So much for “never again”. Five years after 1,300 Kenyans were killed and more than half a million displaced in the wake of a presidential election, one of the triggers of that violence, the inflammatory language of politicians, remains a serious threat to peace and stability as the country gears up for the next polls in March 2013.
The 21 August massacre of 48 people in the Tana River district resulted in large part from the hate speech of politicians, according to several officials.
“Hate speech is the precursor to violence and has [been] every electioneering year in this country. We must begin to seriously hold people accountable for inciting people to violence and hatred,” Atsango Chesoni, executive director of the NGO Kenya Human Rights Commission (KHRC), told IRIN.
A judicial report into 2008’s post-election violence said political rallies, vernacular radio stations, leaflets and mobile phone texting services had all been used by political and even religious leaders to transmit messages that contributed to the violence.
Joshua Arap Sang, a presenter on a local-language radio station, is one of four Kenyans charged by the International Criminal Court (ICC) of committing crimes against humanity during the last general election; his charges relate to the alleged dissemination of hate speech.
Measures in place
In an effort to stem political and ethnic violence, the Kenya National Cohesion and Integration Commission (NCIC) was set up in 2008 to promote ethnic harmony and to “investigate complaints of ethnic or racial discrimination or any issue affecting ethnic and racial relations”. It has since recommended that the Director of Public Prosecution indict at least six politicians – two of them cabinet ministers – and three musicians for hate speech.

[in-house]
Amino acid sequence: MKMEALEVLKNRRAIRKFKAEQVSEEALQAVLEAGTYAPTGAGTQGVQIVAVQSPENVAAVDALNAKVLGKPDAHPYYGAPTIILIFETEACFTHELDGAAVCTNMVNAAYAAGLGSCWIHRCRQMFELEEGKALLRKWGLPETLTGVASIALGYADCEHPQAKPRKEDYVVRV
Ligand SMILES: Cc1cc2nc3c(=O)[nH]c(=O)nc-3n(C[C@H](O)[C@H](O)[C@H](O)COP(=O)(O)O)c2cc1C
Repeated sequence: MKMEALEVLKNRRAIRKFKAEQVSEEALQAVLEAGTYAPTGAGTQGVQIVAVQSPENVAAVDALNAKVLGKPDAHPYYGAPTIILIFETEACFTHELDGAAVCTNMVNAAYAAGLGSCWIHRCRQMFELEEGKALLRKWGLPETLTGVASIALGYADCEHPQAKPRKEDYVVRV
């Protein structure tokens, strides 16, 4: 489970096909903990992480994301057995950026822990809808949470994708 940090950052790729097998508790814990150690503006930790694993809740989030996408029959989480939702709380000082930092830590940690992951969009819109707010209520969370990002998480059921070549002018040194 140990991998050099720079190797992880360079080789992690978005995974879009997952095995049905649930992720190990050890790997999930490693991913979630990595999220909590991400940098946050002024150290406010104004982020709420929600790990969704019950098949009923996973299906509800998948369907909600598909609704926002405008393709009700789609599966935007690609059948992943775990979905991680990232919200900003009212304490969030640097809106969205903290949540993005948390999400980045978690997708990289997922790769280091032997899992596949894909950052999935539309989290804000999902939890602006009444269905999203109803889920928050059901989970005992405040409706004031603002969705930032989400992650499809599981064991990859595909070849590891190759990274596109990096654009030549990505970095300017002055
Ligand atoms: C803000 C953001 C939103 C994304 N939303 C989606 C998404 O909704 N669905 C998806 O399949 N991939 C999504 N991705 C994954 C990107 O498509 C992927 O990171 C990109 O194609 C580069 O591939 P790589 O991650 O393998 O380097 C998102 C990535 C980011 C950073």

Section 13 of the 2008 National Cohesion and Integration Act, which established the Commission, criminalizes the use of hate speech and bars the use of threatening, abusive or insulting words or behaviour in any medium if they are intended to spur ethnic hatred.
The regulatory National Communications Commission of Kenya has drafted guidelines that put the responsibility of filtering out inflammatory text-messages on mobile phone service providers. It has also banned the use of any language other than Swahili and English – the country’s two official languages – when sending political text messages during the designated campaign period.
The police have also been provided with audio recorders to monitor any hate speech at public gatherings.
Despite these measures, a May report by the Kenya National Dialogue and Reconciliation Committee, chaired by former UN Secretary-General Kofi Annan, warned that as the political temperature rises, so does the risk of slipping back into old habits.
“The environment for the next General Election is becoming increasingly divisive as politicians continue to mobilize along ethnic lines. The trials at the International Criminal Court remain a divisive issue, with discourses for and against the ICC,” the report found. “These divisions are feeding into the electoral environment through mobilization of political support.”
Pinning down hate speech
There are drawbacks to tackling hate speech in the courts, according to Judith Musembi, a law lecturer at the University of Nairobi.
“Successful prosecution of hate speech can help stop it, but the success depends on getting water-tight evidence, which is never easy due to the difference in interpreting what has been said,” she told IRIN.
Lack of such evidence led to charges being dropped against three politicians accused of using hate speech during a 2010 referendum on a new constitution.
The 2008 law defines hate speech as that which advocates or encourages violent acts against a specific group, and creates a climate of hate or prejudice, which may, in turn, foster the commission of hate crimes.